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GRIDLOCK

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GRIDLOCK

Postby Dr. Goodword » Mon Oct 15, 2012 7:18 pm

• gridlock •


Pronunciation: grid-lahk • Hear it!

Part of Speech: Noun, mass

Meaning: 1. A traffic jam involving a grid of city streets such that no movement is possible. 2. An impasse, a deadlock, a situation in which the sides cannot agree and refuse to compromise.

Notes: Gridlock was created to describe traffic, but it is used most often in the context of Washington politics, political or congressional gridlock. What is congressional gridlock? Politicians make promises during their campaign, and then go to Washington and try to keep them without compromising. Today's Good Word is another lexical orphan: no derivational relatives, though it may be used as a verb.

In Play: The original meaning of today's word pertains to traffic: "I'm sorry I'm late. I sat in a gridlock for 30 minutes around 5th Avenue and then traffic just crawled along from there on up." As mentioned before, gridlock is associated most closely with the US congress: "The President's jobs bill was strangled in political gridlock."

Word History: Today's Good Word is unusual in that we know exactly when and where it originates. It was coined by two U.S. transportation engineers, Roy Cottam and Sam Schwartz, working for the New York Traffic Department. The term emerged during a strike by city transit workers in early 1980. According to Schwartz, "One day, Roy spoke of his fears [that] if we closed the streets in the Theater District, the grid system would 'lock-up' and all traffic would grind to a halt. Soon we simply juxtaposed the word[s], and the term gridlock was born." (We don't want to leave the impression of any gridlock at alphaDictionary about showing our gratitude to Albert Skiles for suggesting today's Good Word.)
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Re: GRIDLOCK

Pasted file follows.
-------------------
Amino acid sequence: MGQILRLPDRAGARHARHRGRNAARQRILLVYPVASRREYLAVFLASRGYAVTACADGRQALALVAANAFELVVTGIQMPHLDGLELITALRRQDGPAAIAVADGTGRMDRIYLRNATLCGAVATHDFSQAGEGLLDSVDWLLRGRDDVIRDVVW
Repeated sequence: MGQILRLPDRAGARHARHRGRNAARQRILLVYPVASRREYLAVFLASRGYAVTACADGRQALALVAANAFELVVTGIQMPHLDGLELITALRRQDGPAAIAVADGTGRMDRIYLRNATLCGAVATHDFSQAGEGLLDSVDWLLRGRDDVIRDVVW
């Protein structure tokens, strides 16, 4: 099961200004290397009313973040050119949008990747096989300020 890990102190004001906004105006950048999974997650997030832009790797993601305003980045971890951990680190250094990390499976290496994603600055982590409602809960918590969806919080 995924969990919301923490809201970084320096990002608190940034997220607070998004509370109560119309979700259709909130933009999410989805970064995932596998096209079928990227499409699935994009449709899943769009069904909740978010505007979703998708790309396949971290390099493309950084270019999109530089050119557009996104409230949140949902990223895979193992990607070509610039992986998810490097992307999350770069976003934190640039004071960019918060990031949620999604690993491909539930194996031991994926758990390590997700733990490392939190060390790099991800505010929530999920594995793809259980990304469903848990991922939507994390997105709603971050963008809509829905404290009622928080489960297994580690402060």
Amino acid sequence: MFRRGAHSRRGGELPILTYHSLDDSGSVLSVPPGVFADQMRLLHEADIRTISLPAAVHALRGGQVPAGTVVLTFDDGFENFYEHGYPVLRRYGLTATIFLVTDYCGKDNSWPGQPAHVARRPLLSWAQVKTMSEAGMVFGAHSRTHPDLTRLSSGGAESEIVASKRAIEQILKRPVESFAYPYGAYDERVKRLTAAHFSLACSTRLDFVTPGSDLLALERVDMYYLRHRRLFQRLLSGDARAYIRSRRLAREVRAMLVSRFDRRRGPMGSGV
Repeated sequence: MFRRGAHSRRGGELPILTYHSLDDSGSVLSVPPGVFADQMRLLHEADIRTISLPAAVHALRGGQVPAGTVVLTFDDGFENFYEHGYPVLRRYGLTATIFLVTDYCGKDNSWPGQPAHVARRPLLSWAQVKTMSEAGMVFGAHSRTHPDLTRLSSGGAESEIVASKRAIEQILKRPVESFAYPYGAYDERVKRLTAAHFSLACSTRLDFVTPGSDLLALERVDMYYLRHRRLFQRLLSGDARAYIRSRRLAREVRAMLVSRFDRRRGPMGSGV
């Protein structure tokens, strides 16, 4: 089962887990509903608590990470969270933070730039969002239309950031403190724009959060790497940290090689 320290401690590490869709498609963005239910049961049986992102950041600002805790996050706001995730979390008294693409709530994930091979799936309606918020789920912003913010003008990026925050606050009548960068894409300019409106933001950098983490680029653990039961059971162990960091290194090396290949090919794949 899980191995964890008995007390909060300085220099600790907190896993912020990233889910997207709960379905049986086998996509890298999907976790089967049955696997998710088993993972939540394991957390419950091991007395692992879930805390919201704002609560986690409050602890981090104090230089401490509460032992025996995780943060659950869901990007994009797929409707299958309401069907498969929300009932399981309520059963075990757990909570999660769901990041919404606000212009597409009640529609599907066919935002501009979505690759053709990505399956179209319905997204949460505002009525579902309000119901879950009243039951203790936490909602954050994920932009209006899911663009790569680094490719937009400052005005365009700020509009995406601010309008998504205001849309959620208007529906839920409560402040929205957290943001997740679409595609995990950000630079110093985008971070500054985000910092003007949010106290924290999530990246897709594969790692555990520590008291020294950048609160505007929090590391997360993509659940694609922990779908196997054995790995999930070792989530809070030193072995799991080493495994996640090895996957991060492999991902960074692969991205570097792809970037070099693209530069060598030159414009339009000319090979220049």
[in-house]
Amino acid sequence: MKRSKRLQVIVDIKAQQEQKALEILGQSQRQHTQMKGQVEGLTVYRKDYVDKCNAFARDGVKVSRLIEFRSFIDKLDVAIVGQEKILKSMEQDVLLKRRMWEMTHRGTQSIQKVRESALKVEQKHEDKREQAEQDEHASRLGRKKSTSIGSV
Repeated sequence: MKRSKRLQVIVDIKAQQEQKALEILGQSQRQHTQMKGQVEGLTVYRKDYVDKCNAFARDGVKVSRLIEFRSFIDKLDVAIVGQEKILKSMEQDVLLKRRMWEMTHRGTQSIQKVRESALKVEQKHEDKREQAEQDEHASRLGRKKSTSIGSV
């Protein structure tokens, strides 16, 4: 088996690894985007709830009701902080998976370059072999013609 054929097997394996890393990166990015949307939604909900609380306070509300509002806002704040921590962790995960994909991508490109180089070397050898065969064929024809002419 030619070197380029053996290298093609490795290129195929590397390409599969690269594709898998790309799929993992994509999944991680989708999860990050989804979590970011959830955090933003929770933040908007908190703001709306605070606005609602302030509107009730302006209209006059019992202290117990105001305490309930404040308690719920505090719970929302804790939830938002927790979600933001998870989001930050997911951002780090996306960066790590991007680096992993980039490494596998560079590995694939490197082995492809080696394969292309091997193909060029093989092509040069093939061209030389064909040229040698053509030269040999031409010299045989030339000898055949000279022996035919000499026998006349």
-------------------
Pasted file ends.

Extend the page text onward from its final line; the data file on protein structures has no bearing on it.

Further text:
Postby Perry Lassiter » Mon Oct 15, 2012 9:01 pm

This word sent me scrabbling through various dictionaries as I could not believe I did not hear it growing up in the 40's and 50's. Finally Wikipedia, under the heading of "gridlock," tells the same story except with Schwarz's comment that the word was used in his NYC department as early as 1971. The implication is that it was an internal term. You older guys stretch your memory to see whether it was around at an earlier date. I intend while reading older books to notice if I find this word. If so, I'll post it here.
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Re: GRIDLOCK

Postby Philip Hudson » Tue Oct 16, 2012 12:07 am

My memory serves me pretty well as to when I began hearing a word used and in what context. Of course when I first heard a word has nothing to do with the stated age of the word unless I am sure the word is older than that stated age. Perry, I can't remember having heard the word gridlock prior the 1980s. It is not a word I use often, if at all.
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Re: GRIDLOCK

Postby MTC » Tue Oct 16, 2012 7:46 am

A new word arrives without warning. Suddenly it is everywhere and nowhere in particular, on T.V., in newspapers, on the radio. Like a subatomic particle, a new word can be many places at once. And no one thinks to look at their watch when a new word arrives. Is it any wonder then why we are so poor at tracing the origins of new words like "gridlock?"

If a new word is especially appealing, many will claim credit for its coinage, or do the next best thing--imitate. That's why we have soundalike words like "gridtalk," "gridwalk," and "gridrock," some of which may eventually join "gridlock" in the dictionary.

But what is "gridlock's" special appeal? Why does it have such currency, and why does it have imitators?